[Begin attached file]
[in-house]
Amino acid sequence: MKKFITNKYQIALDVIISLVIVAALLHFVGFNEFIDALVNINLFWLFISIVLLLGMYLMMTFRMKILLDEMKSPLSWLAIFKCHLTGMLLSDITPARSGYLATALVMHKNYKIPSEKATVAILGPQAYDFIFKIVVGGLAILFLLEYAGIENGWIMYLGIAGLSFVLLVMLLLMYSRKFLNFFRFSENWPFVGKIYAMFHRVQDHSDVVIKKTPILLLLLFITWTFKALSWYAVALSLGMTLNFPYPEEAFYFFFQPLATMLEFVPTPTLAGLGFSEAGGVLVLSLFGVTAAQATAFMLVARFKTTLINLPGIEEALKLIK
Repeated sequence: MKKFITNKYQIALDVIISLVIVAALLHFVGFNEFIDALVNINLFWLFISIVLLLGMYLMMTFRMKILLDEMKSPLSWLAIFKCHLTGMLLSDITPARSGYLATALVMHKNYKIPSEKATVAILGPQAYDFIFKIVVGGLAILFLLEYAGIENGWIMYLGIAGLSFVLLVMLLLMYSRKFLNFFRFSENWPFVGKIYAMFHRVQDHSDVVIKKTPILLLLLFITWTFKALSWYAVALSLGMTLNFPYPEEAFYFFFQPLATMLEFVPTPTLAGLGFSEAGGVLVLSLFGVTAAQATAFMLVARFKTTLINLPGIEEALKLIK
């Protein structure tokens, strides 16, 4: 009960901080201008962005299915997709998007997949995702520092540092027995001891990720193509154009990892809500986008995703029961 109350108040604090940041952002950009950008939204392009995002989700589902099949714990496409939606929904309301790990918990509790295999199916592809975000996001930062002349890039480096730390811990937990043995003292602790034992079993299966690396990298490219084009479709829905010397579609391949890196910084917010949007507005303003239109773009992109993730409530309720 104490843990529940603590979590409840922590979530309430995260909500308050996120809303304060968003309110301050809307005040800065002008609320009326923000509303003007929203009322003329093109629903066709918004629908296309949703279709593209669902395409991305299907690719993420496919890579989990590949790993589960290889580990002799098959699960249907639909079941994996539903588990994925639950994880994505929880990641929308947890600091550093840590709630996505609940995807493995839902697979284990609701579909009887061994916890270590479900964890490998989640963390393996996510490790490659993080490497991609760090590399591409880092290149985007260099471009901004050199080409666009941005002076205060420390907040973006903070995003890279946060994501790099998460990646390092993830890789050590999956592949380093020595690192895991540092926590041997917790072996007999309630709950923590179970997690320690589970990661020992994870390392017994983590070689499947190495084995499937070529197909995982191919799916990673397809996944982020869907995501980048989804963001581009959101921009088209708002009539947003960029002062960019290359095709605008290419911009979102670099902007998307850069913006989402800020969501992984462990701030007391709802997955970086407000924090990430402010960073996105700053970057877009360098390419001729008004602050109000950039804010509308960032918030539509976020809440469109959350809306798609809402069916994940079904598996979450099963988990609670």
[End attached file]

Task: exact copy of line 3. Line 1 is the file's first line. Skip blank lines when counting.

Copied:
Repeated sequence: MKKFITNKYQIALDVIISLVIVAALLHFVGFNEFIDALVNINLFWLFISIVLLLGMYLMMTFRMKILLDEMKSPLSWLAIFKCHLTGMLLSDITPARSGYLATALVMHKNYKIPSEKATVAILGPQAYDFIFKIVVGGLAILFLLEYAGIENGWIMYLGIAGLSFVLLVMLLLMYSRKFLNFFRFSENWPFVGKIYAMFHRVQDHSDVVIKKTPILLLLLFITWTFKALSWYAVALSLGMTLNFPYPEEAFYFFFQPLATMLEFVPTPTLAGLGFSEAGGVLVLSLFGVTAAQATAFMLVARFKTTLINLPGIEEALKLIK